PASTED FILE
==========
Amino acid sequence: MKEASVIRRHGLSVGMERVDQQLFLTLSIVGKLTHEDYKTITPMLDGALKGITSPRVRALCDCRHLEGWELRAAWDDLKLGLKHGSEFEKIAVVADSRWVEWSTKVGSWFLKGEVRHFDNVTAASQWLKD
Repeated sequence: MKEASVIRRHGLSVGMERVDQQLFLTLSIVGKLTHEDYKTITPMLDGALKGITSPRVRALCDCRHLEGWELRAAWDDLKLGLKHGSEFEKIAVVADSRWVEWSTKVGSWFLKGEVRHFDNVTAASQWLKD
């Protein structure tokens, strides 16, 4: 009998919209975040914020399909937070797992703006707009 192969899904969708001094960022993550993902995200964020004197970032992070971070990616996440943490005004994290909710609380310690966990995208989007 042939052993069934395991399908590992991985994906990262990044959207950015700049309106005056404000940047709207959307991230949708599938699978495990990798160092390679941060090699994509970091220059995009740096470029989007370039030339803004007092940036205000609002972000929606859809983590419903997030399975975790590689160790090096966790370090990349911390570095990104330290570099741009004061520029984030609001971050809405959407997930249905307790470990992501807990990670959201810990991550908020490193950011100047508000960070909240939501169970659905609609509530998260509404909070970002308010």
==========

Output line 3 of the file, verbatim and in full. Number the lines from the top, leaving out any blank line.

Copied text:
């Protein structure tokens, strides 16, 4: 009998919209975040914020399909937070797992703006707009 192969899904969708001094960022993550993902995200964020004197970032992070971070990616996440943490005004994290909710609380310690966990995208989007 042939052993069934395991399908590992991985994906990262990044959207950015700049309106005056404000940047709207959307991230949708599938699978495990990798160092390679941060090699994509970091220059995009740096470029989007370039030339803004007092940036205000609002972000929606859809983590419903997030399975975790590689160790090096966790370090990349911390570095990104330290570099741009004061520029984030609001971050809405959407997930249905307790470990992501807990990670959201810990991550908020490193950011100047508000960070909240939501169970659905609609509530998260509404909070970002308010």